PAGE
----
0x9F
0xA0
0xA1
0xA2
0xAA
0xAD
0xAE
0xB1
0xB2
0xB3
0xB4
0xD5
0xD6
0xD7
0xDC
0xEA
0x109
0x10A
0x10B
0x118
0x119
0x11A
0x11B
0x120
0x121
0x124
0x125
0x126
0x127
0x128
0x129
0x142
0x143
0x144
0x163
0x16A
0x16E
0x16F
0x188
0x189
0x190
0x191
0x192
0x1A7
0x1A8
0x1B6
0x1B7
0x1B8
0x1CE
0x1CF
0x1D0
0x219
0x21A
0x21F
0x230
0x231
0x232
0x233
0x234
0x235
0x236
0x237
0x238
0x239
0x23A
0x23B
0x23C
0x23D
0x23F
0x240
0x241
0x243
0x244
0x245
0x246
0x247
0x248
0x249
0x24A
0x24B
0x24D
0x24E
0x24F
0x250
0x251
0x252
0x253
0x254
0x255
0x256
0x257
0x258
0x259
0x25B
0x25E
0x263
0x264
0x265
0x266
0x267
0x268
0x269
0x26A
0x26B
0x26C
0x26D
0x26E
0x26F
0x270
0x271
0x272
0x273
0x274
0x275
0x276
0x278
0x27A
0x27B
0x27C
0x27D
0x27E
0x27F
0x280
0x281
0x282
0x283
0x284
0x285
0x286
0x287
0x288
0x289
0x28A
0x28B
0x28C
0x28D
0x290
0x291
0x292
0x293
0x294
0x295
0x296
0x297
0x298
0x29A
0x29B
0x29C
0x29D
0x29E
0x29F
0x2A0
0x2A1
0x2A2
0x2A3
0x2A5
0x2A6
0x2BB
0x2BC
0x2BD
0x2BE
0x2BF
0x2C0
0x2C1
0x2C2
0x2C3
0x2C4
0x2C5
0x2C6
0x2C7
0x2C8
0x2C9
0x2CA
0x2CB
0x2CC
0x2CD
0x2CE
0x2CF
0x2D0
0x2D1
0x2D2
0x2D3
0x2D4
0x2D5
0x2D6
0x2D7
0x2D8
0x2D9
0x2DA
0x2DB
0x2DC
0x2DD
0x2E1
0x2E2
0x2E3
0x2E4
0x2E5
0x2EC
0x2ED
0x2EE
0x2EF
0x2F0
0x2F1
0x2F2
0x2F3
0x2F4
0x2F5
0x2F6
0x2F7
0x2F8
0x2F9
0x2FA
0x2FB
0x2FC
0x2FD
0x2FE
0x2FF
0x4B0
0x4B1
0x4B2
0x4B3
0x4B4
0x4B5
0x4B6
0x4B7
0x4B8
0x4B9
0x4BA
0x4BB
0x4BC
0x805
0x807
0x820
0x821
0x822
0x823
0x824
0x825
0x826
0x827
0x828
0x829
0x82C
0x82D
0x82F
0x830
0x834
0x83E
0x841
0x842
0x844
0x845
0x846
0x847
0x848
0x849
0x84A
0x84B
0x890
0x891
0x892
0x893
0x894
0x895
0x896
0x897
0x898
0x899
0x89A
0x89B
0x89C
0x89D
0x89E
0x89F
0x8A0
0x8A1
0x8A2
0x8A3
0x8A4
0x8A5
0x8A6
0x8A7
0x8A8
0x8A9
0x8AA
0x8AB
0x8AC
0x8AD
0x8AE
0x8AF
0x8B0
0x8B1
0x8B2
0x8B3
0x8B4
0x8B5
0x8B6
0x8B7
0x8B8
0x8B9
0x8BA
0x8BB
0x8BC
0x8BD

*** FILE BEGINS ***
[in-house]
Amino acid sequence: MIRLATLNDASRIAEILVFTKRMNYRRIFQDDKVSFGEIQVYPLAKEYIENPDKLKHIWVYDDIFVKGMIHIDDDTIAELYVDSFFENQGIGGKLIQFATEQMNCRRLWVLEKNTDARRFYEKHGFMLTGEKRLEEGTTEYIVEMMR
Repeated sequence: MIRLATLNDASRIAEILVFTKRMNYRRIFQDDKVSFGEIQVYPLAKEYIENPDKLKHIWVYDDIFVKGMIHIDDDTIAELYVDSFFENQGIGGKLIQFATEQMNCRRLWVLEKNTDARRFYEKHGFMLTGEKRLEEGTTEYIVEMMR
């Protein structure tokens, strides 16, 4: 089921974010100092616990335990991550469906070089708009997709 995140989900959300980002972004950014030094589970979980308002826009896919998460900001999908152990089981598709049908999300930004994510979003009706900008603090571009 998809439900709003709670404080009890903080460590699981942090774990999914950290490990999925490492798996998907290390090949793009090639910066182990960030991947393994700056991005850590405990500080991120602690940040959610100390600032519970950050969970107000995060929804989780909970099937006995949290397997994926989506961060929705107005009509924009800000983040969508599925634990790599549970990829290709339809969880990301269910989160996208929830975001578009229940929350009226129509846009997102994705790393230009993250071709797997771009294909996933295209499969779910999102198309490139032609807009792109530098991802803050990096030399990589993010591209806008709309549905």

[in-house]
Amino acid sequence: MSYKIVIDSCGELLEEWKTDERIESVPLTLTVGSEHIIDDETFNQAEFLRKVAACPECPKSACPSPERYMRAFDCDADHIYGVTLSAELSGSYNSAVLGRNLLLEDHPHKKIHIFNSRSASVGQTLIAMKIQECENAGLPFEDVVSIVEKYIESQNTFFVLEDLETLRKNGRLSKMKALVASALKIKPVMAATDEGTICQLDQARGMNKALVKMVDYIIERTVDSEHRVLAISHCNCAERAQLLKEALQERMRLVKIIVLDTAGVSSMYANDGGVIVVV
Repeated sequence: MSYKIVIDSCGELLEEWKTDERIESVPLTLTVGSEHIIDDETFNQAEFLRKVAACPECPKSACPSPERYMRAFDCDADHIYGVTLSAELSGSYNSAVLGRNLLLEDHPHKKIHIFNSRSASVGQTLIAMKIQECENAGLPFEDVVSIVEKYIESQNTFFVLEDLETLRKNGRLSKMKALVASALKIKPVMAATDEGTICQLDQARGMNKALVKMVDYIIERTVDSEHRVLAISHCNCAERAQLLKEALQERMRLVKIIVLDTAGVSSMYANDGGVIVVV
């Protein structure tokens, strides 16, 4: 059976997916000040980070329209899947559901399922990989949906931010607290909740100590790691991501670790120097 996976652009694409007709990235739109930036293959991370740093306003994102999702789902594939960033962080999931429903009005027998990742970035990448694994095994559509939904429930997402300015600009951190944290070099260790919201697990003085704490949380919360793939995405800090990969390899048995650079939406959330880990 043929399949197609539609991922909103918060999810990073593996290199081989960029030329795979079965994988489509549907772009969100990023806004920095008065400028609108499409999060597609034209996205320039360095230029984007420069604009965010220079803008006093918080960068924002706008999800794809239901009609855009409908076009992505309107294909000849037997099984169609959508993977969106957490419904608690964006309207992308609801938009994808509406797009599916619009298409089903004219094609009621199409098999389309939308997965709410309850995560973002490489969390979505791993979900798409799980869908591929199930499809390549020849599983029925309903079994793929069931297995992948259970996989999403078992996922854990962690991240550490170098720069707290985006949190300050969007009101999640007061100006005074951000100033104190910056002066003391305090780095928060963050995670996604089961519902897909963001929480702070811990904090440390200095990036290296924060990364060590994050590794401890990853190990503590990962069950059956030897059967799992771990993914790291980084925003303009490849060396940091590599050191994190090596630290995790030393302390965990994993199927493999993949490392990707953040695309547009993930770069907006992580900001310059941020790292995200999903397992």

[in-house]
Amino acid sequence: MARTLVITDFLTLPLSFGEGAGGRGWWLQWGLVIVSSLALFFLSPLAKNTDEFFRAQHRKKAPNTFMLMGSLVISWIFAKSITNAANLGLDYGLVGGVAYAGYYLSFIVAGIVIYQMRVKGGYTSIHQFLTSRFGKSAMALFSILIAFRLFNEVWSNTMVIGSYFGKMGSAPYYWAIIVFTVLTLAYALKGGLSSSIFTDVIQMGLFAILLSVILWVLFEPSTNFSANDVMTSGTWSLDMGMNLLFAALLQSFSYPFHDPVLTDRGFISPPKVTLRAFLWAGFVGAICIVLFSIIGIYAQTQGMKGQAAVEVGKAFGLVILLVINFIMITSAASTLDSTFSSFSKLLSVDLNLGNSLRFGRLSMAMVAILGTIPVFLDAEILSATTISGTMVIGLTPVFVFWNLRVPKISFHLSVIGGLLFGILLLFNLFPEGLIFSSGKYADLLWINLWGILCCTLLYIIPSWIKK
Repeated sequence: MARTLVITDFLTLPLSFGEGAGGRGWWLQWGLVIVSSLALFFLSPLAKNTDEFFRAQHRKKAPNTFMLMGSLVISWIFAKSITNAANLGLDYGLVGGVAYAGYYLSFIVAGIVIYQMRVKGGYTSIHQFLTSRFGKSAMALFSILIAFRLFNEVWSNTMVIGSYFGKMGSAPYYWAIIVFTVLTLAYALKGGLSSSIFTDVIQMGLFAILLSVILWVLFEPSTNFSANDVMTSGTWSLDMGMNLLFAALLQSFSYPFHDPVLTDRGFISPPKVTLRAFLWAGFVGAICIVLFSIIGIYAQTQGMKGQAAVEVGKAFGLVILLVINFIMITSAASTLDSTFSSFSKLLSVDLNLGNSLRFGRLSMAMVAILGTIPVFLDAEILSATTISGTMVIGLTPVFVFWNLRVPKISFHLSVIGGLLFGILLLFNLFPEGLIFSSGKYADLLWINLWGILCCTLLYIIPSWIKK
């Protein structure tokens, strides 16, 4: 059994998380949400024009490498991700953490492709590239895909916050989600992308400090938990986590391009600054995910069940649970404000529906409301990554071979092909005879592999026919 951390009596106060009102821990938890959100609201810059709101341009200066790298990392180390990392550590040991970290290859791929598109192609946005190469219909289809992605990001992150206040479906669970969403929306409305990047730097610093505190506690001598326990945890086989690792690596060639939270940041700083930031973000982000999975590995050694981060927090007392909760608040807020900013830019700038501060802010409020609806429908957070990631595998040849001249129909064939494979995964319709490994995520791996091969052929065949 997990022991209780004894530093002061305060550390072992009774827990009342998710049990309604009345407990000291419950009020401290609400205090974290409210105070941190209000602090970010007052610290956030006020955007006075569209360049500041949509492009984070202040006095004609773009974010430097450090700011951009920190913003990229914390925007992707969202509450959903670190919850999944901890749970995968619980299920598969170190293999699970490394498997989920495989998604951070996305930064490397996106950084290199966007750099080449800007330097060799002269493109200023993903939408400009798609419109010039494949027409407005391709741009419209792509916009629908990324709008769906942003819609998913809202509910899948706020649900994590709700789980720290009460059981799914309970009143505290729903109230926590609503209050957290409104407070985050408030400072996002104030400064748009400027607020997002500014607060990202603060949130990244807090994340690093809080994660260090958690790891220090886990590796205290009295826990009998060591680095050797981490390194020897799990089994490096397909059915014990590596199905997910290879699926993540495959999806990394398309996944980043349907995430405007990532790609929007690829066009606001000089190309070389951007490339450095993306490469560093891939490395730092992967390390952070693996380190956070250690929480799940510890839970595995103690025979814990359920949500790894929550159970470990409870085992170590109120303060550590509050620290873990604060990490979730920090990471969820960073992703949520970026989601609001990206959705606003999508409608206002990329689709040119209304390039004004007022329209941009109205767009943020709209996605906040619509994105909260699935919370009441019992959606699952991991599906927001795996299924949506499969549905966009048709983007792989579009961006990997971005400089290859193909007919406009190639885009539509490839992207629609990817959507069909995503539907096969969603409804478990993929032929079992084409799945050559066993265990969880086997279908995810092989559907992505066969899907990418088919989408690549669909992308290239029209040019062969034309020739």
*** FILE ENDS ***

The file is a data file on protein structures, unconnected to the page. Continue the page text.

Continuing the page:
0x8BE
0x8BF
0x8C0
0x8C1
0x8C2

I think thats it for flags, so lets go to an actual command:

-GivePokemon-

This is a long one:

Code: [Select]
#dynamic 0x000000

#org @start
lock
faceplayer
checkflag 0x000
if 0x1 goto @done
msgbox @1 0x5
compare LASTRESULT 0x1
if 0x1 goto @take
msgbox @2
release
end

#org @done
msgbox @6 0x6
release
end

#org @take
givepokemon 0x4 0x5 0x0 0x0 0x0 0x0
fanfare 0x13E
msgbox @3 0x4
waitfanfare
closeonkeypress
setflag 0x000
msgbox @4 0x5
comapre LASTRESULT 0x1
if 0x1 call @name
msgbox @5 0x6
release
end

#org @name
call 0x1A74EB
return

#org @1
= Hello, I have this\npokémon I can't\ptake care of...\nwill you please take it?

#org @2
= Oh... Alright someone\nelse will...

#org @3
= You have received Charmander!

#org @4
= Would you like to\ngive Charmander a name?

#org @5
= Take good care of\ncharmander!

#org @6
= Are you taking good\ncare of Charmander?
A lot to cover...
If you didn't read what the different message boxes did, go back and read them, it'll save me some time explaining the ones used here.

compare LASTRESULT 0x1 Because msgbox 0x5 is a Yes/No message box, we need to run the compare function in order to actually make it do something, LASTRESULT is used for this particular message box it essentially means yes or no, or true or false.
givepokemon 0x4 0x5 0x0 0x0... This is what gives you the pokemon. 0x4 is the code for charmander, 0x5 is the level, the first 0x0 is for an item, currently it has none, the rest 0x0's are buffers.
fanfare 0x13E this is the jingle that plays when you receive the pokémon.
waitfanfare waits for the jingle to finish before the next line is ran.
closeonkeypress because the message box that I use above is of the type 0x4 I need to run closeonkeypress in order to close it.